Members of the Iranian-Australian community are writing to the Australian Minister for Foreign Affairs, Marise Payne, calling on the government to support their struggle for justice for more than 30,000 victims of the massacre of Iranian political prisoners, which took place from July to September 1988.
Ahrooa, a 19-year-old man from Melbourne, writes: “My mother was only 14 years old and my father was only 15 years old when they were put in prison in harsh conditions and for a long time.”
Molki, an 85 year-old mother from Sydney, writes: “This is an international call for justice by the ‘Iranian Mothers’ who have been suffering at the hands of mullah’s dictatorial regime for the last 43 years.”
Sadollah, 56 years old and now living in Adelaide — and a political prisoner in 1988 — writes: “I was only 16-years old and a member of Iran’s National Youth Wrestling Team before being arrested by the Iranian Revolutionary Guard Corps on a charge of supporting the People’s Mojahedin Organisation in Iran.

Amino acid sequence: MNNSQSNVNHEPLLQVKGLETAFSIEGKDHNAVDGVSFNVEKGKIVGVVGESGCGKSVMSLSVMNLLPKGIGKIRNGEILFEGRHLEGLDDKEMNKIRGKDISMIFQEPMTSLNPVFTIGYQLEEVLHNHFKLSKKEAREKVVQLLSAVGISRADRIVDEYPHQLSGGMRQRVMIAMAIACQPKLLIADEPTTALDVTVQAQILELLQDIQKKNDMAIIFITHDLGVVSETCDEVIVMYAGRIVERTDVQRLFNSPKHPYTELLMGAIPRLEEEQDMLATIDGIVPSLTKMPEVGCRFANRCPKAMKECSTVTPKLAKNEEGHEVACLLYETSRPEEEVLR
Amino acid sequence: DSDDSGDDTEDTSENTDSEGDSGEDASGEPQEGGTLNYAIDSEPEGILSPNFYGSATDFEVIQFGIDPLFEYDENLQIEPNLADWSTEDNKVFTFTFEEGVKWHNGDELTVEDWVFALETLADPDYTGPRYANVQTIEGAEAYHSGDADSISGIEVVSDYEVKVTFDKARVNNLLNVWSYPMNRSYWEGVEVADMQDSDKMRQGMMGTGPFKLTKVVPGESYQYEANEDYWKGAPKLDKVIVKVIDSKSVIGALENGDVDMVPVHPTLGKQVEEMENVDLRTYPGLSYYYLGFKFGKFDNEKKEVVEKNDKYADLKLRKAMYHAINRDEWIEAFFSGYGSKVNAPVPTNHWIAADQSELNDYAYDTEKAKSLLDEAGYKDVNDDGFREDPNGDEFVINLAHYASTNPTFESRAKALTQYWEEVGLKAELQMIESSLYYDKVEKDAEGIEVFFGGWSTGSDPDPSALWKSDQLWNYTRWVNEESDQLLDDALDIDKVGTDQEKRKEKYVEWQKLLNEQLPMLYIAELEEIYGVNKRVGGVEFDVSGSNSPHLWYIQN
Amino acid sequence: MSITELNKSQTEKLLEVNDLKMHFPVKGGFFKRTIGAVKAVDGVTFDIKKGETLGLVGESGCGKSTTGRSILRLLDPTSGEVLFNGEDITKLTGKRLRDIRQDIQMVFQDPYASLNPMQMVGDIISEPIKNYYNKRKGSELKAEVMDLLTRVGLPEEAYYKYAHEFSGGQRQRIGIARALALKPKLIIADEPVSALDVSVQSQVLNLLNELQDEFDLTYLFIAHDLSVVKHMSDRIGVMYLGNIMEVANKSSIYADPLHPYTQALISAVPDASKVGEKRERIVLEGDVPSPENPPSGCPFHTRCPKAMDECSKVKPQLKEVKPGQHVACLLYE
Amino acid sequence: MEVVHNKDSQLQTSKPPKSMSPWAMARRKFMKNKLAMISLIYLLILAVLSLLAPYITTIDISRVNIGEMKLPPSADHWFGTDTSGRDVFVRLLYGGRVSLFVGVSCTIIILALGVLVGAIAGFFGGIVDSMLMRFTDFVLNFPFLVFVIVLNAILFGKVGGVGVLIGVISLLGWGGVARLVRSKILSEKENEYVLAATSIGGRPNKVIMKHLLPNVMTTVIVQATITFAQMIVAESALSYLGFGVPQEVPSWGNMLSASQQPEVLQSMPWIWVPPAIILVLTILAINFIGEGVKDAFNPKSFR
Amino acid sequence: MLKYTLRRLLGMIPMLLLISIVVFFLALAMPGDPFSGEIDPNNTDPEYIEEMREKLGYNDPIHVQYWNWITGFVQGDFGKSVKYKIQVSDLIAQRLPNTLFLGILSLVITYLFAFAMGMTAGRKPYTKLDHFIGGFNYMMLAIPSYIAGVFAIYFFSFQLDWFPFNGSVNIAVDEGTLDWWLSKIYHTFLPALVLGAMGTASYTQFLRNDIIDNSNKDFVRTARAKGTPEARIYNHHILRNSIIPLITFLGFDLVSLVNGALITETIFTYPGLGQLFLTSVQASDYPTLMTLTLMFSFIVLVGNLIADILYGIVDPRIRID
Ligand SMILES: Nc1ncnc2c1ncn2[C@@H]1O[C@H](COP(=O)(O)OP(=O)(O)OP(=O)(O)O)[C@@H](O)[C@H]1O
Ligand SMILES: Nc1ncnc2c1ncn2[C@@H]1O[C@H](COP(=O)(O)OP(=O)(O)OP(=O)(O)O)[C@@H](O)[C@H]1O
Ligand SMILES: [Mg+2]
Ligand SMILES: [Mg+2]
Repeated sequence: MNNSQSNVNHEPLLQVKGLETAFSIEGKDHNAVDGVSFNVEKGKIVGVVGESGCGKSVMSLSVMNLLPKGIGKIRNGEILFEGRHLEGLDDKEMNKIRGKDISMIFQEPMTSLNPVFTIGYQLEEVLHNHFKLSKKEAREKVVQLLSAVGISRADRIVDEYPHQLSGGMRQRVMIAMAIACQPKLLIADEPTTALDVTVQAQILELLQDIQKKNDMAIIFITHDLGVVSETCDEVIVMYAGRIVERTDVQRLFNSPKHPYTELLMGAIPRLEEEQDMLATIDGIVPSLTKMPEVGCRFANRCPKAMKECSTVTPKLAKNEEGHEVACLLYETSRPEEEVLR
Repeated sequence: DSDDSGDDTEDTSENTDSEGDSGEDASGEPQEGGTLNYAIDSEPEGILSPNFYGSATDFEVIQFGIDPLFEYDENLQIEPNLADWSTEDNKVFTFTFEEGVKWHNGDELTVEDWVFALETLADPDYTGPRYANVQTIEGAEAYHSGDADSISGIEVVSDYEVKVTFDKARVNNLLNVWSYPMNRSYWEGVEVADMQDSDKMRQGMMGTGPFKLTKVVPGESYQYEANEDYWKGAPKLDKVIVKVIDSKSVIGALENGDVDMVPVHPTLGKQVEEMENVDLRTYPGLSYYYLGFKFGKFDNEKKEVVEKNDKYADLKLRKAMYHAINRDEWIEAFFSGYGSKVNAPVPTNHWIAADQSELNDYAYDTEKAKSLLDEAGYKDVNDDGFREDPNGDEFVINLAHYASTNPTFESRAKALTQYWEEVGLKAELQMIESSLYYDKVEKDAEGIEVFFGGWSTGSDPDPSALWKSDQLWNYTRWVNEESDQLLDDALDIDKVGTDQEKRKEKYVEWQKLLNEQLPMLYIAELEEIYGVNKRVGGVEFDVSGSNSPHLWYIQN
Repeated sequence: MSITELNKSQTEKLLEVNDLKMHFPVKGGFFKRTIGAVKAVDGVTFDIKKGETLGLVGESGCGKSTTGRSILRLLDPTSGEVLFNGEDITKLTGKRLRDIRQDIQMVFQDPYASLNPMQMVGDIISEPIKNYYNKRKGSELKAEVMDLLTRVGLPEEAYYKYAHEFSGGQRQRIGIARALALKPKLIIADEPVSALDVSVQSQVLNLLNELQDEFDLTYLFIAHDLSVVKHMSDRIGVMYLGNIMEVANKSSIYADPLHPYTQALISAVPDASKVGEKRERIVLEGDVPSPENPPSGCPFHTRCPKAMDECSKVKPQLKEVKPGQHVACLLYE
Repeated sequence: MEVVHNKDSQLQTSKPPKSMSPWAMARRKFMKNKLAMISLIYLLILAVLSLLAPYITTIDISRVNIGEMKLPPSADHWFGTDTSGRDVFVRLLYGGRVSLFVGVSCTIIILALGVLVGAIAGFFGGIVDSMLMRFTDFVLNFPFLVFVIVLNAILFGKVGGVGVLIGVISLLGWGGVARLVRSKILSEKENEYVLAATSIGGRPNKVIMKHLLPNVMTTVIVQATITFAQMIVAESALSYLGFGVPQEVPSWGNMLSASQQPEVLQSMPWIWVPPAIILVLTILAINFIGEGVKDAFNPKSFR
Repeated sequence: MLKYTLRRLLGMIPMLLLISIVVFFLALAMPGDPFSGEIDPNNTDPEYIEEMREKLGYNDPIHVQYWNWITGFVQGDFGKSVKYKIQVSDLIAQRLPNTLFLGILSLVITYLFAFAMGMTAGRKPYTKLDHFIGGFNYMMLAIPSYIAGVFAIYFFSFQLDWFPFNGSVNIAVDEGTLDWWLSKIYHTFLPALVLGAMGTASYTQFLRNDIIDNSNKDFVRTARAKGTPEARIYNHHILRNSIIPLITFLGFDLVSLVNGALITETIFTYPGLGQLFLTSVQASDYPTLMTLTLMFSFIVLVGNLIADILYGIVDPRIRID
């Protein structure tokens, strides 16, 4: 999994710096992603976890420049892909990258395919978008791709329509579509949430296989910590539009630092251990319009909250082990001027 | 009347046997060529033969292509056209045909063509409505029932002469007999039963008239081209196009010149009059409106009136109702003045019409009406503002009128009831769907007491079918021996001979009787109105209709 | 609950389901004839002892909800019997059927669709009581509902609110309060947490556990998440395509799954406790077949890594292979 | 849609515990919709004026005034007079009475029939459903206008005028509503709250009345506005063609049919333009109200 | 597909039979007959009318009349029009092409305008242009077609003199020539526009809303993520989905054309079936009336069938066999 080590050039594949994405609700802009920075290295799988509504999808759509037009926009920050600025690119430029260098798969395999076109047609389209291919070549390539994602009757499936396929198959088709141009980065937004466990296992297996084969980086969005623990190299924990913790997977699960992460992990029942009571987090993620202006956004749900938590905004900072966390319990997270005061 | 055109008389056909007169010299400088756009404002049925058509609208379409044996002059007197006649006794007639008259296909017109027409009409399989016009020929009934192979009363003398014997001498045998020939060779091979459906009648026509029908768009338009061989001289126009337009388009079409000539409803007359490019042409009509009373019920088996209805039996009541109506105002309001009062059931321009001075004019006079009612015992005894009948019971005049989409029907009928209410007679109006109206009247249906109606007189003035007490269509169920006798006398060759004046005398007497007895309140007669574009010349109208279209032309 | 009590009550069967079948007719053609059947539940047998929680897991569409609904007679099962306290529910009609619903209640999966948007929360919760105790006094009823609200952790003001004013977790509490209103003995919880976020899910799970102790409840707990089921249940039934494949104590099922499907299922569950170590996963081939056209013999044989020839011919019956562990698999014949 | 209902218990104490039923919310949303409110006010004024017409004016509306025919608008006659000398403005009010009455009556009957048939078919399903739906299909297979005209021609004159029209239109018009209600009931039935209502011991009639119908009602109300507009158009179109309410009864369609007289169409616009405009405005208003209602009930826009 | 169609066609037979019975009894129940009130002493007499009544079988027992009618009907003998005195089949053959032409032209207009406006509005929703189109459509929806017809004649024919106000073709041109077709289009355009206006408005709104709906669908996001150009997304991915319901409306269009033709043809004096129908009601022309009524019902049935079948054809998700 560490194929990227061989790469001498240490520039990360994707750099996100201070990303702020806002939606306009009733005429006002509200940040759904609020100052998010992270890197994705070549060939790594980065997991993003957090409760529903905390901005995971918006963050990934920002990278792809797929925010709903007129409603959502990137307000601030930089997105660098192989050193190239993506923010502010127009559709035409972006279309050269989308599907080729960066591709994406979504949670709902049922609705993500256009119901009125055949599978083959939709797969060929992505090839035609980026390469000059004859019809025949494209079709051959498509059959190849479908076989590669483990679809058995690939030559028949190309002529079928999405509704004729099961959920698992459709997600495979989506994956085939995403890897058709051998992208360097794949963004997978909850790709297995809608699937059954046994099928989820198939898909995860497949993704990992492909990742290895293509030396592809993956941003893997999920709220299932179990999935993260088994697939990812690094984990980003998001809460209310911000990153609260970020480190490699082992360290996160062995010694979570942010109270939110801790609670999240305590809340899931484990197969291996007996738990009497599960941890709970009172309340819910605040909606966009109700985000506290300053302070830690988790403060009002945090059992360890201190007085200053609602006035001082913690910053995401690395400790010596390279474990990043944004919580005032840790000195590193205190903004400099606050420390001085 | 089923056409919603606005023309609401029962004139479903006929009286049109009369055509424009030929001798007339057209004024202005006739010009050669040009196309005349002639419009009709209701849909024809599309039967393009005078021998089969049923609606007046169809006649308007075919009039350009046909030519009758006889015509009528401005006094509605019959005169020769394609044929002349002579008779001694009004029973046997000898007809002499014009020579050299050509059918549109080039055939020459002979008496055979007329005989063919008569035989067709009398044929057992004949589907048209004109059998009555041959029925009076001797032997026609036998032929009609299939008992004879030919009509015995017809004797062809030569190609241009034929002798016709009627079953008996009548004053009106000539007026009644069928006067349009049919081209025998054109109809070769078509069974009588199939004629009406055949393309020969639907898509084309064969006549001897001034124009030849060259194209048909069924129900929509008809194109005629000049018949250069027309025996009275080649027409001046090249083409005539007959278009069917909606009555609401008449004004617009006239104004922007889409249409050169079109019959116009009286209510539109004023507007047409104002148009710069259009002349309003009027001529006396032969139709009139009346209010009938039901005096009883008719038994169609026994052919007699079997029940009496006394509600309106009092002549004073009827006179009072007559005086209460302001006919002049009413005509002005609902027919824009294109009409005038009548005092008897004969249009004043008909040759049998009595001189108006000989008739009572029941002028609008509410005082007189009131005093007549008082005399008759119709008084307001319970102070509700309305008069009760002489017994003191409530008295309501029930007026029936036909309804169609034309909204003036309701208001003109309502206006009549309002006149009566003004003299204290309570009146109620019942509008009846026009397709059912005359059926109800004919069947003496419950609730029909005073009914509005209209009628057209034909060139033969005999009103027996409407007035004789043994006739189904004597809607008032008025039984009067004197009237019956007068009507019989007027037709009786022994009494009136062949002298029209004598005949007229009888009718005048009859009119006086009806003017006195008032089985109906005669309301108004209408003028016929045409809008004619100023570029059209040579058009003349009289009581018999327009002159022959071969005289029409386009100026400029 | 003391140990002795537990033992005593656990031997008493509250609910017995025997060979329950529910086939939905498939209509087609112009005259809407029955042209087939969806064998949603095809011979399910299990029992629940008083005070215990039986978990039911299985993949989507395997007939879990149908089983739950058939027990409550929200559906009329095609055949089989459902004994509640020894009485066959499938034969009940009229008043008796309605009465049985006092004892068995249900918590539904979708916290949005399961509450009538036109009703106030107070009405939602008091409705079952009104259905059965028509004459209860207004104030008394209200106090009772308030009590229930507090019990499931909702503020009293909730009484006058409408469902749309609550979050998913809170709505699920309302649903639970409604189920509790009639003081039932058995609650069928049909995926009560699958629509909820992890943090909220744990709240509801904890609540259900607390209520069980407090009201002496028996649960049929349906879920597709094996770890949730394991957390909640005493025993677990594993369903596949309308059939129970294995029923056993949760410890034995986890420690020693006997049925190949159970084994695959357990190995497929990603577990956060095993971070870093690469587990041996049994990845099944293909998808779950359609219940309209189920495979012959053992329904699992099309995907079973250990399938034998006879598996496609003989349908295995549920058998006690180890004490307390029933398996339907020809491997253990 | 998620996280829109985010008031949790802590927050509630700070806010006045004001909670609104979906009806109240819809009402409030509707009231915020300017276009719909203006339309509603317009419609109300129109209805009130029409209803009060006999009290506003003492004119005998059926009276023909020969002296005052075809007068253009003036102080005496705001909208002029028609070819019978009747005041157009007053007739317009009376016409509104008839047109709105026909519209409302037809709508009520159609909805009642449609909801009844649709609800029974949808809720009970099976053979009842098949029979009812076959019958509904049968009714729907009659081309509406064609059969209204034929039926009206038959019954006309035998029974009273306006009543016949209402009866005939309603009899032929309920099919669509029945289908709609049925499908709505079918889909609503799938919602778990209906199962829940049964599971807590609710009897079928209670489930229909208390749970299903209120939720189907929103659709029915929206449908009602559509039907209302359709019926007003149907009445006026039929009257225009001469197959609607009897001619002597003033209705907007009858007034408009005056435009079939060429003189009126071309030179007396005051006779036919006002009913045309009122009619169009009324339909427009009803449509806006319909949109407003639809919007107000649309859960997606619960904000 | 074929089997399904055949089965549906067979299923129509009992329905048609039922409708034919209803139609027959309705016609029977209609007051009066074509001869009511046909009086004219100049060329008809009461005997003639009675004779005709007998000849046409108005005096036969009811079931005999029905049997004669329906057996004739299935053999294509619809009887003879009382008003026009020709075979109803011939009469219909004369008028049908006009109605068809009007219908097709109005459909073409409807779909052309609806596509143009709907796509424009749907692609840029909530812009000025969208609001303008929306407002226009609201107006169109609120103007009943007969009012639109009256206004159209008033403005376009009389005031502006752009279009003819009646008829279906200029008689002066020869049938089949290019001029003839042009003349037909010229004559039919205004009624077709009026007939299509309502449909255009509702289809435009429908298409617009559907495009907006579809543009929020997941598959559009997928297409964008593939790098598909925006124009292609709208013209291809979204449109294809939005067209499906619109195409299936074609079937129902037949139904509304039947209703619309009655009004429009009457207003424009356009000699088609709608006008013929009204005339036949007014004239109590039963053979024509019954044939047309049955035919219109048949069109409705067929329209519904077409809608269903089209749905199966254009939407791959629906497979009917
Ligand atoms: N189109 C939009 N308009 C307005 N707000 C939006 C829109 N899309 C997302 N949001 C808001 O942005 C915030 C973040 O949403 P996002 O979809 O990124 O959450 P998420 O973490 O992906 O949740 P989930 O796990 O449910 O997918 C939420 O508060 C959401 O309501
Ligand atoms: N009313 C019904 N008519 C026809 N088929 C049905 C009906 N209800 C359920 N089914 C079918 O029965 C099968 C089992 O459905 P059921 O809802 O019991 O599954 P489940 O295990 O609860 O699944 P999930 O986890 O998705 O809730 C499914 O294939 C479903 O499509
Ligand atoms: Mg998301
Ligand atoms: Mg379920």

“I was detained in Tehran in August 1981 and freed in November 1993, after serving 12 years in prison. In the prisons where I was confined, I personally witnessed many of my friends being ruthlessly executed.”
After their arrests, tens of thousands of political prisoners were asked three simple questions by a three-person kangaroo court: First, “Why were you arrested?” If the answer was “Mojahed”, they were executed; secondly, “Are you ready to deny the Mojahedin?” If the answer was “No”, they were executed; and lastly, “Are you willing to cooperate with us?” If they answered “No”, execution.
Read the article by Mohammad Sadeghpour, president of the Association to Defend Freedom and Human Rights in Iran – Australia in Green Left.